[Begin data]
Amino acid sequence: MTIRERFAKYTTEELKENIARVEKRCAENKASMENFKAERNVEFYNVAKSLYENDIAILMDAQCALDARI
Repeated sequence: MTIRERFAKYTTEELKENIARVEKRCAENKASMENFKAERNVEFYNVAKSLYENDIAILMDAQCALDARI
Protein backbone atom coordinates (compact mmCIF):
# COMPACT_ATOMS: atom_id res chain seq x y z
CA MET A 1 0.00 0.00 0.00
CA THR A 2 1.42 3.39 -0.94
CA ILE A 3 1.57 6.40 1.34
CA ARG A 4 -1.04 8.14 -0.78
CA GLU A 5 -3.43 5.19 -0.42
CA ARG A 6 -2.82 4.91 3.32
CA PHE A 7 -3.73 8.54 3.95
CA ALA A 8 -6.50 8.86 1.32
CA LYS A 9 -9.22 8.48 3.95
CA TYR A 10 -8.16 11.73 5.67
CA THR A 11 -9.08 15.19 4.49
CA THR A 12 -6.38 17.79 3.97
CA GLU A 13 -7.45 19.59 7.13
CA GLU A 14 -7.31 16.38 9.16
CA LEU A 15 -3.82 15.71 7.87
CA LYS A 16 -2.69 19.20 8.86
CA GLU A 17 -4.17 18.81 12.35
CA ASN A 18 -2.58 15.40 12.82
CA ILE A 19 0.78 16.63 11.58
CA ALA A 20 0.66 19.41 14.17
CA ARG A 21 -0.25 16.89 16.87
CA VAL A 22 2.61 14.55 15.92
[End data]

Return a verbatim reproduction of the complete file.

Amino acid sequence: MTIRERFAKYTTEELKENIARVEKRCAENKASMENFKAERNVEFYNVAKSLYENDIAILMDAQCALDARI
Repeated sequence: MTIRERFAKYTTEELKENIARVEKRCAENKASMENFKAERNVEFYNVAKSLYENDIAILMDAQCALDARI
Protein backbone atom coordinates (compact mmCIF):
# COMPACT_ATOMS: atom_id res chain seq x y z
CA MET A 1 0.00 0.00 0.00
CA THR A 2 1.42 3.39 -0.94
CA ILE A 3 1.57 6.40 1.34
CA ARG A 4 -1.04 8.14 -0.78
CA GLU A 5 -3.43 5.19 -0.42
CA ARG A 6 -2.82 4.91 3.32
CA PHE A 7 -3.73 8.54 3.95
CA ALA A 8 -6.50 8.86 1.32
CA LYS A 9 -9.22 8.48 3.95
CA TYR A 10 -8.16 11.73 5.67
CA THR A 11 -9.08 15.19 4.49
CA THR A 12 -6.38 17.79 3.97
CA GLU A 13 -7.45 19.59 7.13
CA GLU A 14 -7.31 16.38 9.16
CA LEU A 15 -3.82 15.71 7.87
CA LYS A 16 -2.69 19.20 8.86
CA GLU A 17 -4.17 18.81 12.35
CA ASN A 18 -2.58 15.40 12.82
CA ILE A 19 0.78 16.63 11.58
CA ALA A 20 0.66 19.41 14.17
CA ARG A 21 -0.25 16.89 16.87
CA VAL A 22 2.61 14.55 15.92